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Monday, 24 May 1965


Senator ANDERSON (New South Wales) (Minister for Customs and Excise) . - in reply - I thank honorable senators for their comments on the Bills. With the cooperation of honorable senators, they are to be given a speedy passage. Senator Kennelly asked a question about the levy. He asked in effect, who determines whether the amount charged will be the maximum amount or something less than the maximum. I point out in reply to him that the Minister for Primary Industry (Mr. Adermann) has the benefit of the advice of the Australian Dairy Produce Board. He has not necessarily to accept that advice; he makes the ultimate decision.

A question was raised as to the differential that occurs as a result of the marrying of the two levies. I am advised that the increase will amount to approximately £140,000. The application of the two levies has been most complex. To give an idea of the difficulty involved, I point out that the export levy on butter is 9/ 28th of a penny per lb. and on ghee it is 45/112ths of a penny. The research levy on cheese is 3/32nds of a penny. As a result of the marrying of the two levies, it is proposed that the operative rate of levy will be 5s. per cwt. of butter fat, with a ceiling of 6s. As has been pointed out, that decision was taken by the Minister for Primary Industry.

Senator Kennellyraised a very interesting question as to the pattern of usage of the products of this industry. He said that there may be a number of reasons for the fall in the home consumption of these products. He referred to the possible effect of price, the availability of various other foods and also the health aspect. I should be inclined to agree with him in relation to the last two matters, but I am not so certain about the price factor. When all is said and done, ' price is related right across the board to our way of life and our standard of living. Australia's tremendous immigration programme has brought about a change in the demand for foods. Margarine is used to a greater extent. A great number of people use fats other than butter fat because they have become used to them. We must accept that situation. The need exists for quite a vigorous promotion programme, which is inherent in the legislation before us. Part of the levy is to be spent on a promotion programme.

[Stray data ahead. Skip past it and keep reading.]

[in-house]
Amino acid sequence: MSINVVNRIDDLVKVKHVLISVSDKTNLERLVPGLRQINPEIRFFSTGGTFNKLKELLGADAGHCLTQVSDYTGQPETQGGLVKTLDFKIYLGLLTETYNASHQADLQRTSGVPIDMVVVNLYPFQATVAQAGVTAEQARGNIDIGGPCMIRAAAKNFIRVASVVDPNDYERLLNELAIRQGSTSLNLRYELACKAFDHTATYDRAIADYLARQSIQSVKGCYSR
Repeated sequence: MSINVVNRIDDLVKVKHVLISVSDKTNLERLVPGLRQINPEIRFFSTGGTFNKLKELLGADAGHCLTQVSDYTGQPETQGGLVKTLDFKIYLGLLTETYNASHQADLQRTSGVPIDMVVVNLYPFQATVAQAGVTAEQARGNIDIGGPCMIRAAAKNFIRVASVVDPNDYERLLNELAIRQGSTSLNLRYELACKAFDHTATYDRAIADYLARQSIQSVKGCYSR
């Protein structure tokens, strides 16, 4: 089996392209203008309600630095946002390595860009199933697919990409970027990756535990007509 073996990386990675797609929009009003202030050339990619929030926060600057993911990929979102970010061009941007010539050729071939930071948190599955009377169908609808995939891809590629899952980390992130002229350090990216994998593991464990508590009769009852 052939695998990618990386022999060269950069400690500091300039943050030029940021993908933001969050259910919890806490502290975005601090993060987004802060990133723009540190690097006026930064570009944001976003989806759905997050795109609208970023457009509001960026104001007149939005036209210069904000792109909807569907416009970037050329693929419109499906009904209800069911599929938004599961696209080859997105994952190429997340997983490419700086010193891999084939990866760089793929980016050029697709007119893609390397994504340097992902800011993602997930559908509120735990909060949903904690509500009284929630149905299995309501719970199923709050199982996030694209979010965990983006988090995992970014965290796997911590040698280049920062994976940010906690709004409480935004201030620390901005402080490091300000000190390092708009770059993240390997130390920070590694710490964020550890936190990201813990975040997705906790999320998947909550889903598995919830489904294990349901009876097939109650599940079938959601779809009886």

I do not wish to enter into a discussion on the effects of animal fats on heart conditions.It has not yet been proved that animal fats have a detrimental effect upon health. Some publicity has been given in that respect and the position must be looked in the eye. The industry is facing up to the situation and must be placed in a position where it can develop its promotion programme to keep pace with its competitors. I am sure that all honorable senators, including the Opposition, believe that this is good legislation and that the promotion of the industry will result.

Question resolved in the affirmative.

Bill read a second time, and passed through its remaining stages without requests or debate.







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